JAKARTA, KOMPAS.com – The chrome helmet on the tomb shimmered as the Jakarta sun shone off its top. “To An Unknown Soldier,” said the marker on the tombstone. “Date of Birth: Unknown. Killed in Action: 1945.”
The sight of the Tomb of the Unknown Soldier, who is one of over 7,000 people interred in the cemetery, is as poignant here as the tombs of fallen US servicemen in Arlington National Cemetery or the cemetery near Omaha Beach in Normandy.
The place is none other than Kalibata Heroes Cemetery. More than 7,000 servicemen and others were interred here, most of whom died in the Indonesian War of Independence from 1945 to 1949 to free the country from Dutch control.
The cemetery reflected his premise that “a great nation is a nation that is able to respect its heroes.” This belief is reflected in the columns and walkway leading to the cemetery.
Like his designs for the National Monument (Monas) and Istiqlal Mosque, the features reflect Silaban’s understanding of Soekarno’s vision.
“Soekarno always had a grand vision of Kalibata. The place fit the bill at the time because back then it was vast, empty land,” said Komunitas Historia Indonesia historian Asep Kambali.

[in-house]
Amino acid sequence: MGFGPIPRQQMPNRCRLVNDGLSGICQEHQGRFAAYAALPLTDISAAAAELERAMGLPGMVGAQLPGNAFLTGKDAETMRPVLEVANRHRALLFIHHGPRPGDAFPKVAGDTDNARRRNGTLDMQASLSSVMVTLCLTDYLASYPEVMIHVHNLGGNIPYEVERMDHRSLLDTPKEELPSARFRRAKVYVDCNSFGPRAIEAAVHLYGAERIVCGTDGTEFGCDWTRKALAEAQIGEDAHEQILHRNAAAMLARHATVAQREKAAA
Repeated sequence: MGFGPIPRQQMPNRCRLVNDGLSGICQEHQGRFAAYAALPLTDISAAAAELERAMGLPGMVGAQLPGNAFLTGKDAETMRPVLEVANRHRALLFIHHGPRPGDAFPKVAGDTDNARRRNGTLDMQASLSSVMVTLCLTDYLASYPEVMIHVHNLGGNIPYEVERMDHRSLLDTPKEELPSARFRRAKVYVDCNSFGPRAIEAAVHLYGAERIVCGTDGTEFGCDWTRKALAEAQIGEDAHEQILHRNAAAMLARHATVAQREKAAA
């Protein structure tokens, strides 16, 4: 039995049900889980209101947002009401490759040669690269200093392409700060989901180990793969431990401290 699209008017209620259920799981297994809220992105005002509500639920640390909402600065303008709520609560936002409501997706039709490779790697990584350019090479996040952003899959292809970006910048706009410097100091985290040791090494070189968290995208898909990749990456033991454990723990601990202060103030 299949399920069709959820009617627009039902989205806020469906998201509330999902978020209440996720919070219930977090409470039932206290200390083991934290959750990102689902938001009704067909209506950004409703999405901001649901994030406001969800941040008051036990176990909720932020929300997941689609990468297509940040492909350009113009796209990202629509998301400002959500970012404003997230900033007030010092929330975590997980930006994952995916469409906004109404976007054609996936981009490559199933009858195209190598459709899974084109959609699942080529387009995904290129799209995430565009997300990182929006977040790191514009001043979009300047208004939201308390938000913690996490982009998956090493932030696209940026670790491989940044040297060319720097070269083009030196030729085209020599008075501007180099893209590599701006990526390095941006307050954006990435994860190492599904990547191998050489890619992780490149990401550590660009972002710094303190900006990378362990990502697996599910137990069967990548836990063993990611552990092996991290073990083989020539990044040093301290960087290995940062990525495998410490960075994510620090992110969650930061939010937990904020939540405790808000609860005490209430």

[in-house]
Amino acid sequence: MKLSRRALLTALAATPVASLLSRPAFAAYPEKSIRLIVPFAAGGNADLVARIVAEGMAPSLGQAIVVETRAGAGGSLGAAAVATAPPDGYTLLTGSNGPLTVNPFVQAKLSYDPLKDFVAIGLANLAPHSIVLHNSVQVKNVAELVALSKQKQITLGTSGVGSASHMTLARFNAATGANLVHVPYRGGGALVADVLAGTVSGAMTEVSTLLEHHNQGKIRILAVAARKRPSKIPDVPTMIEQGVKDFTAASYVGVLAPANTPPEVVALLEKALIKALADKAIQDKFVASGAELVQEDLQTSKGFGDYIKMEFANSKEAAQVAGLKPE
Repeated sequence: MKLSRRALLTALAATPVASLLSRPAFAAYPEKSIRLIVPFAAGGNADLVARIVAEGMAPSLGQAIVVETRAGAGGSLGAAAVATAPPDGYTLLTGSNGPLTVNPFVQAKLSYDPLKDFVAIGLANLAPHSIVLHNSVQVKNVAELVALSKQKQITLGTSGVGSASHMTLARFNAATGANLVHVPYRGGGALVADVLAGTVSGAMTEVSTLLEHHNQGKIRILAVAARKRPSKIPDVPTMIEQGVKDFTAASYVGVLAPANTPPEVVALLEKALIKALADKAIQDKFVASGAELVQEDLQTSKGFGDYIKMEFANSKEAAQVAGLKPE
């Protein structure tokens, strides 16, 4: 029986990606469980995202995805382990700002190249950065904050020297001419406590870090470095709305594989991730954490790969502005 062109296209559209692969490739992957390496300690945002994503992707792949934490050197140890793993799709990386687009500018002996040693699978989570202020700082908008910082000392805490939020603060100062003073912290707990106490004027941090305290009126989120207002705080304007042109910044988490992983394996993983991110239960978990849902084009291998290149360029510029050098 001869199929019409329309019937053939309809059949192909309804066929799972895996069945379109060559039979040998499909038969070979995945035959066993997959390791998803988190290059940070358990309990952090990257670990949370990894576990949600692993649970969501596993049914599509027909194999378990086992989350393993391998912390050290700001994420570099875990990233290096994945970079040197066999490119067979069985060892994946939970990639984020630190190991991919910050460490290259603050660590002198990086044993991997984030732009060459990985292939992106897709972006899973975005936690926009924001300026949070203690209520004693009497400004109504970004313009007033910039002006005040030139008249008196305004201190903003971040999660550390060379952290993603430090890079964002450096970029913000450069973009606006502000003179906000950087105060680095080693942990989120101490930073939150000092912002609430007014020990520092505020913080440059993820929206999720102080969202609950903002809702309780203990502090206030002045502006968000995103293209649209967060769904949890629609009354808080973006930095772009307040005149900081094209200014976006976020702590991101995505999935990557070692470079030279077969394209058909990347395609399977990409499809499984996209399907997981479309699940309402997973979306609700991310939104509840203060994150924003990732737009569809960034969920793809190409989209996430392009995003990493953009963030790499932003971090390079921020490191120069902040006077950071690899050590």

“Indonesian servicemen used to be buried at the Ancol Heroes Cemetery. But Soekarno ordered Kalibata Heroes Cemetery to be built after Ancol was running out of plots of land.”
Asep added that Kalibata also has a multi-purpose and transit hall with a wall containing the names of those interred on the grounds.
The government set stringent standards to be interred in Kalibata. “According to a 2010 law, the individual has to meet a set of criteria,” said Kalibata Heroes Cemetery official Joko Irianto.
“They should be Indonesian citizens who were declared a National Hero or awarded the Bintang [Star] of the Republic of Indonesia, Bintang Mahaputra, or Bintang Gerilya medals.”
The criteria do not end there. “The recipient should file a request to [the Army] Garrison [in Jakarta] as only they can issue the permits [to be interred in Kalibata]. We only provide the space for their internment.”
Once the paperwork is done and the recipient passed away, they can join luminaries like Indonesia’s third President BJ Habibie, General Ahmad Yani, one of six generals murdered in a botched Communist putsch in 1965, as well as Indonesian media pioneer Jakob Oetama.
Joko added that visitors can go on a tour of Kalibata Heroes Cemetery, once they got a permit from the Jakarta Garrison or the Social Affairs Ministry. While the criteria are tighter than other Jakarta sights, a walk through the grounds is just as edifying.
(Writer: Nabilla Ramadhian | Editor: Kahfi Dirga Cahya)
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